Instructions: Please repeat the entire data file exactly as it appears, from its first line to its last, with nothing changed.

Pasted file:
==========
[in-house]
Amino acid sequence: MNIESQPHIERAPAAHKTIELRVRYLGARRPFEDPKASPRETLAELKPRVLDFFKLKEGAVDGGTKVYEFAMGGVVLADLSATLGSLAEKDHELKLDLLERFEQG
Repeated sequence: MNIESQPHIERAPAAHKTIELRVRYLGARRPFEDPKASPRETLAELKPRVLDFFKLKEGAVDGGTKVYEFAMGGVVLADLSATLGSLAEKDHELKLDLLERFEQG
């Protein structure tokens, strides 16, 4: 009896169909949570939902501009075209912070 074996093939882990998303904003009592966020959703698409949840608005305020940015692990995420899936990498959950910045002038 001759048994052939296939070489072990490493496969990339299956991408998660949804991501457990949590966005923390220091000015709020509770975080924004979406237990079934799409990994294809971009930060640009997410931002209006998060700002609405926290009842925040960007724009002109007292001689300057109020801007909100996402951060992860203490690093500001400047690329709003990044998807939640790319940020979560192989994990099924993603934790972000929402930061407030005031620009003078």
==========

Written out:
[in-house]
Amino acid sequence: MNIESQPHIERAPAAHKTIELRVRYLGARRPFEDPKASPRETLAELKPRVLDFFKLKEGAVDGGTKVYEFAMGGVVLADLSATLGSLAEKDHELKLDLLERFEQG
Repeated sequence: MNIESQPHIERAPAAHKTIELRVRYLGARRPFEDPKASPRETLAELKPRVLDFFKLKEGAVDGGTKVYEFAMGGVVLADLSATLGSLAEKDHELKLDLLERFEQG
């Protein structure tokens, strides 16, 4: 009896169909949570939902501009075209912070 074996093939882990998303904003009592966020959703698409949840608005305020940015692990995420899936990498959950910045002038 001759048994052939296939070489072990490493496969990339299956991408998660949804991501457990949590966005923390220091000015709020509770975080924004979406237990079934799409990994294809971009930060640009997410931002209006998060700002609405926290009842925040960007724009002109007292001689300057109020801007909100996402951060992860203490690093500001400047690329709003990044998807939640790319940020979560192989994990099924993603934790972000929402930061407030005031620009003078």